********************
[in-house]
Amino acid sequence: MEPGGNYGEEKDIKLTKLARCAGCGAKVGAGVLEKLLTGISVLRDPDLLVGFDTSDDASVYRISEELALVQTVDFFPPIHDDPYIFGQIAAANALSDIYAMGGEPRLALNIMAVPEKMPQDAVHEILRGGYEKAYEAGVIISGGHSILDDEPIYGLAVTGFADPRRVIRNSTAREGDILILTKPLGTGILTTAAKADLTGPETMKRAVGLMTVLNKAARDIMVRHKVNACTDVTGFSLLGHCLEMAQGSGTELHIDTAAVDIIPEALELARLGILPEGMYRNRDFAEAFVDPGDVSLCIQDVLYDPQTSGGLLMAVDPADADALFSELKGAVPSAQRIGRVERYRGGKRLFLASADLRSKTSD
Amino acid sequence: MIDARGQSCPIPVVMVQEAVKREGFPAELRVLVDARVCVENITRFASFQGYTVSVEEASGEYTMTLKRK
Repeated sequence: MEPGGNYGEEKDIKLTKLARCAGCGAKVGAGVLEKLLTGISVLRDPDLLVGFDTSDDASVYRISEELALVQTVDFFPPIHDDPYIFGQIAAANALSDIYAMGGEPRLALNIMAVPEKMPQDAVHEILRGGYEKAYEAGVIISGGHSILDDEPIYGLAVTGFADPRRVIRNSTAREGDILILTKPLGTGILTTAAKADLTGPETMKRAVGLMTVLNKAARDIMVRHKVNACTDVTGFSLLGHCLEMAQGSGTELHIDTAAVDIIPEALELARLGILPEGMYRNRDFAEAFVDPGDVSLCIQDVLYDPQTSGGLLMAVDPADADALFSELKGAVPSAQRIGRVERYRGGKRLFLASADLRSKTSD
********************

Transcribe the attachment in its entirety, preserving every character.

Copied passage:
[in-house]
Amino acid sequence: MEPGGNYGEEKDIKLTKLARCAGCGAKVGAGVLEKLLTGISVLRDPDLLVGFDTSDDASVYRISEELALVQTVDFFPPIHDDPYIFGQIAAANALSDIYAMGGEPRLALNIMAVPEKMPQDAVHEILRGGYEKAYEAGVIISGGHSILDDEPIYGLAVTGFADPRRVIRNSTAREGDILILTKPLGTGILTTAAKADLTGPETMKRAVGLMTVLNKAARDIMVRHKVNACTDVTGFSLLGHCLEMAQGSGTELHIDTAAVDIIPEALELARLGILPEGMYRNRDFAEAFVDPGDVSLCIQDVLYDPQTSGGLLMAVDPADADALFSELKGAVPSAQRIGRVERYRGGKRLFLASADLRSKTSD
Amino acid sequence: MIDARGQSCPIPVVMVQEAVKREGFPAELRVLVDARVCVENITRFASFQGYTVSVEEASGEYTMTLKRK
Repeated sequence: MEPGGNYGEEKDIKLTKLARCAGCGAKVGAGVLEKLLTGISVLRDPDLLVGFDTSDDASVYRISEELALVQTVDFFPPIHDDPYIFGQIAAANALSDIYAMGGEPRLALNIMAVPEKMPQDAVHEILRGGYEKAYEAGVIISGGHSILDDEPIYGLAVTGFADPRRVIRNSTAREGDILILTKPLGTGILTTAAKADLTGPETMKRAVGLMTVLNKAARDIMVRHKVNACTDVTGFSLLGHCLEMAQGSGTELHIDTAAVDIIPEALELARLGILPEGMYRNRDFAEAFVDPGDVSLCIQDVLYDPQTSGGLLMAVDPADADALFSELKGAVPSAQRIGRVERYRGGKRLFLASADLRSKTSD